On a personal level, Claire is still struggling to process what happened to her. While she understands that things could have gone much worse, it’s frustrating to feel such a disconnect between what she wants to do and what she can do. “I look pretty good. I’m very cautious to project the healthiest version of myself to the world. I try to dress and do my makeup like I used to. I try to be ‘on.’ I’m trying to adhere to my previous baseline to the best of my ability. In a way it’s really helpful, but I’m still working through my own internalized shame about being different. People don’t understand how sick I really am. I have trouble walking. I can’t see on either side of my body. At times it can be really alienating. I am sick, I am tired, I am scared. I am able to navigate the world but my body is no longer the same.”
So how does she deal with it all? Claire says that she is an open book, which is helpful, because it fosters an environment of openness. “I need to be able to talk about it because it’s really hard to pretend that you haven’t had a stroke. At the same time, I don’t want everything to be about the stroke all the time, but I need to have the freedom to be upset and have an off day.” As for friends and family of stroke patients, Claire recommends just being there. “Come over, be by their side, just listen. Make sure the person is in a position to feel empowered if they need to advocate for themselves and let them set the pace.” In other words, if they need to rest, let them rest.
As for the issue of the stroke itself, there are still a lot of unanswered questions. Claire’s stroke was caused by a dissection of the vertebral artery. Often this can be caused by extreme stress to the body, such as whiplash, yoga, skydiving or even a bad chiropractor. Since Claire’s condition didn’t fall under any of those categories, her doctors are still working to find out what happened. When I asked Claire if there should be an awareness campaign for the signs of strokes in young people (artery dissection accounts for 25% of strokes in people under 45), she took it one step further: “We need a campaign of understanding that illness happens to anybody and does not discriminate. It doesn’t just happen to older people. If you feel weird or out of the ordinary, go to the doctor, go to the ER. The medical community needs to take young people seriously when they say something is wrong.”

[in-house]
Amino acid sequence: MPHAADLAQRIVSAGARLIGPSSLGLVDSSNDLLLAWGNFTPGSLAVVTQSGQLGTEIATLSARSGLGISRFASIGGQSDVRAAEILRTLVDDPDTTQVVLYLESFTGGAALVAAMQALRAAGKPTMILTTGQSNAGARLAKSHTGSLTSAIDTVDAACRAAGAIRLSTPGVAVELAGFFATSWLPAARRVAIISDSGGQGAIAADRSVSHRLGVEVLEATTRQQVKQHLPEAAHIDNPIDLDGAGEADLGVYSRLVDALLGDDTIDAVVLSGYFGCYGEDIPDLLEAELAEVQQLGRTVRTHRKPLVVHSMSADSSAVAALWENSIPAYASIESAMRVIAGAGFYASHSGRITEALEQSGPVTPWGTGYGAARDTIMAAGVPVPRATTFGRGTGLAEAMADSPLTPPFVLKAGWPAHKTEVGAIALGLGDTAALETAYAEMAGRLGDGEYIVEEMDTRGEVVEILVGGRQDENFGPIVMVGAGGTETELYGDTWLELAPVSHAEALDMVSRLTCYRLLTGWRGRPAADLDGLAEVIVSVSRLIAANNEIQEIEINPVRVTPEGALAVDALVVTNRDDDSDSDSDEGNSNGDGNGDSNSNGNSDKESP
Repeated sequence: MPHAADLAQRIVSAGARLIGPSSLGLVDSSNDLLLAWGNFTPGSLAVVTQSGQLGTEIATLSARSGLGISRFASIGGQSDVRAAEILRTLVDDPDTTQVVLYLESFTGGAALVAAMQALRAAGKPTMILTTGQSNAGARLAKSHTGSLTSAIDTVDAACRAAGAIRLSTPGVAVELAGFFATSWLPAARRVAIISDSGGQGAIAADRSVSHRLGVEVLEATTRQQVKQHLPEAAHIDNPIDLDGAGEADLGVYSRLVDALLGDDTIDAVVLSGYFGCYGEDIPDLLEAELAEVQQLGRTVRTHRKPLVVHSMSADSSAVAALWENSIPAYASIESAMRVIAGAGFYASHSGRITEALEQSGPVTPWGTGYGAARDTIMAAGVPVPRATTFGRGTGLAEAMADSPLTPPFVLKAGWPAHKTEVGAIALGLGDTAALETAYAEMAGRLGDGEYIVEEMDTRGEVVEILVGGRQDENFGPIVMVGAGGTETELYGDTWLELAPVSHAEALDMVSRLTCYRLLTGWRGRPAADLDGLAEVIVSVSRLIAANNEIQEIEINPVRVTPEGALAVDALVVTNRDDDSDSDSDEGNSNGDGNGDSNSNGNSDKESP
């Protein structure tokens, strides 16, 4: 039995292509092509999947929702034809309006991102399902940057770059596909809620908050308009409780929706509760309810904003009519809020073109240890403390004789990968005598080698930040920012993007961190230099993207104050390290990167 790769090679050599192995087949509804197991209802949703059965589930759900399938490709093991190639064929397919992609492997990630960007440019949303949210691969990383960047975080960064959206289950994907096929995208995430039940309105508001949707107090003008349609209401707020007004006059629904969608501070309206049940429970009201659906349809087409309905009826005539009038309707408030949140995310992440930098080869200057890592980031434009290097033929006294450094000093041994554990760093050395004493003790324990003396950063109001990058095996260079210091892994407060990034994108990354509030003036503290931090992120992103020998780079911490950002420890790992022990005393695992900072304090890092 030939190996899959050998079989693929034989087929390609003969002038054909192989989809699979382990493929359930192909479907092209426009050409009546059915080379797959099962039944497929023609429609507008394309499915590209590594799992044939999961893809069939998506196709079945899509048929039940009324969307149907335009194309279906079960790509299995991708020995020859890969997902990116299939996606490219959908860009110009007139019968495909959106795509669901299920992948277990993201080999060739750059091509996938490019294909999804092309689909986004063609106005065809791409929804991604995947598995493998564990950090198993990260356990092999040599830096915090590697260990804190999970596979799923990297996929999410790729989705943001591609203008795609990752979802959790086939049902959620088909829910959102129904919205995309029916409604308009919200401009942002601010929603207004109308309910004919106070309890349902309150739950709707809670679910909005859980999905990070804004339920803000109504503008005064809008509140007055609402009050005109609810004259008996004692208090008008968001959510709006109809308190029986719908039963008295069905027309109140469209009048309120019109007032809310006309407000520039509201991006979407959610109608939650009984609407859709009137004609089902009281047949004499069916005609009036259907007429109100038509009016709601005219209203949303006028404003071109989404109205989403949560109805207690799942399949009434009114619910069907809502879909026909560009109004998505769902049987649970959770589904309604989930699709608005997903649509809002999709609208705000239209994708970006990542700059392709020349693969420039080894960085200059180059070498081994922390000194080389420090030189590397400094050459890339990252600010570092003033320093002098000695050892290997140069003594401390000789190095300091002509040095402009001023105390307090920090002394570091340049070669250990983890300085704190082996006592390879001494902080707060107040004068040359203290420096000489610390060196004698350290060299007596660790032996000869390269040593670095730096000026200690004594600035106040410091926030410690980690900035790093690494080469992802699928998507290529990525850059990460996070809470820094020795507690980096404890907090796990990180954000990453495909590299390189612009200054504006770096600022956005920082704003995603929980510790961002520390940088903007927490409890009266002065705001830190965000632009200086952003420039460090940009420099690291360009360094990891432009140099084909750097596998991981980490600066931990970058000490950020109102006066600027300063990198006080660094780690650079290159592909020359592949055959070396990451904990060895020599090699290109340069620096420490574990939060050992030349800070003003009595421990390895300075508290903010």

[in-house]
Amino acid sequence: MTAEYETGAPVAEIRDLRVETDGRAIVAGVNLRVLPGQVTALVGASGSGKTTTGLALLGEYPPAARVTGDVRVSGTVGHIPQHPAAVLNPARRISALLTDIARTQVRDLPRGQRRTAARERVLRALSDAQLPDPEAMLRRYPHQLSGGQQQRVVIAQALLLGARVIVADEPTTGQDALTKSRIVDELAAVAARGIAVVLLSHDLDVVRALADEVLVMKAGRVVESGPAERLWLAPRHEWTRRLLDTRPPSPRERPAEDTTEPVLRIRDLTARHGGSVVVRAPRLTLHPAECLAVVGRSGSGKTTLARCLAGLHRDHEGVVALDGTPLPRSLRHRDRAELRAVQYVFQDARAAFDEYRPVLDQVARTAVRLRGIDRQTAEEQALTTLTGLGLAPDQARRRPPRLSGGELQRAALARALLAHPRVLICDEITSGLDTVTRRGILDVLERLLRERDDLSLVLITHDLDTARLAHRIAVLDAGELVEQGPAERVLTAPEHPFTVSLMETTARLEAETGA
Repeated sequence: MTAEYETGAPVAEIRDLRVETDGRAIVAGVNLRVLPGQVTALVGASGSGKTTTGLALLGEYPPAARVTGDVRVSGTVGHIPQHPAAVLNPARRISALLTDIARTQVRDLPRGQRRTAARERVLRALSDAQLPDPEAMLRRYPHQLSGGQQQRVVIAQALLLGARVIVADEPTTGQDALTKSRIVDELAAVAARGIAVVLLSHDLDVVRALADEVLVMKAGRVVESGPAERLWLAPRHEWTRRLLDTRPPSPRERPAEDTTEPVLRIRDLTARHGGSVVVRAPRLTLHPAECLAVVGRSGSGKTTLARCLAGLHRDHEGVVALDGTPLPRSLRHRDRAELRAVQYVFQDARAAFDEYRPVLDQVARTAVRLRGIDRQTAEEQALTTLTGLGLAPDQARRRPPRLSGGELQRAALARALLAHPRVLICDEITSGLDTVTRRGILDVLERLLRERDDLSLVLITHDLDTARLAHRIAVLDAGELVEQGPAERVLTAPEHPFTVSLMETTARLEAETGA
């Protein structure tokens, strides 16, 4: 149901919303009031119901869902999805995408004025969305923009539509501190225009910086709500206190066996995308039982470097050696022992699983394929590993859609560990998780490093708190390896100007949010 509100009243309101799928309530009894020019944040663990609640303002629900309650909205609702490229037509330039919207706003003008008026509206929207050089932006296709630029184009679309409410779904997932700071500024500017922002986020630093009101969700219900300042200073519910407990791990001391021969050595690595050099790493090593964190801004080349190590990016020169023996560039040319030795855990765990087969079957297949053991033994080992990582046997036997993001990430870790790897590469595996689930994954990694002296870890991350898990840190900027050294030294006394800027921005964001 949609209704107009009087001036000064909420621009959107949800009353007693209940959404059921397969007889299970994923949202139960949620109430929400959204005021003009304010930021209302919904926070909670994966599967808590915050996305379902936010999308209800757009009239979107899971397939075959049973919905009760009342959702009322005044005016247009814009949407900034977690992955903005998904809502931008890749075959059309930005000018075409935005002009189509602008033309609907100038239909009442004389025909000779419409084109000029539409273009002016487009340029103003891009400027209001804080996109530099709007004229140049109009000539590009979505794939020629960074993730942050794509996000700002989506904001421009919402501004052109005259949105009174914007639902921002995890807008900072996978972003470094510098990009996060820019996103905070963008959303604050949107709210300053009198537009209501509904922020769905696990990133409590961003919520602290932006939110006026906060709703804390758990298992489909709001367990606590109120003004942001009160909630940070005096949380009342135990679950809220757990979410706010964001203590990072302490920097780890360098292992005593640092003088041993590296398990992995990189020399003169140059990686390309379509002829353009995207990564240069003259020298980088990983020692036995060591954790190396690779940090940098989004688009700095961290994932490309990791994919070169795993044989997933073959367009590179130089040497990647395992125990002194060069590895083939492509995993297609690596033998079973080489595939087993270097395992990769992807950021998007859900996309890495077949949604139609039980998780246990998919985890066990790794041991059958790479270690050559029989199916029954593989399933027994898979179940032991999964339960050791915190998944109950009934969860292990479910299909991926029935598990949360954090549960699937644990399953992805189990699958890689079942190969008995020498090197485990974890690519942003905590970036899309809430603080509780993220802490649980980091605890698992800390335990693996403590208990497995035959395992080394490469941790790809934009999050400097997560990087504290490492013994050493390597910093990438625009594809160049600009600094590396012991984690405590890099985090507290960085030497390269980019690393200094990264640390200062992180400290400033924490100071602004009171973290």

For now, Claire is keeping a positive but realistic view on her recovery. “Our world does not cater to being ill at this age. We have a very strong idea of what it means to be in your twenties and thirties and building your life and career.” But she’s working with what she has. “I want to get my life back. It’s not about being ‘normal’ or able bodied vs disabled. It’s just about living life the way I want.”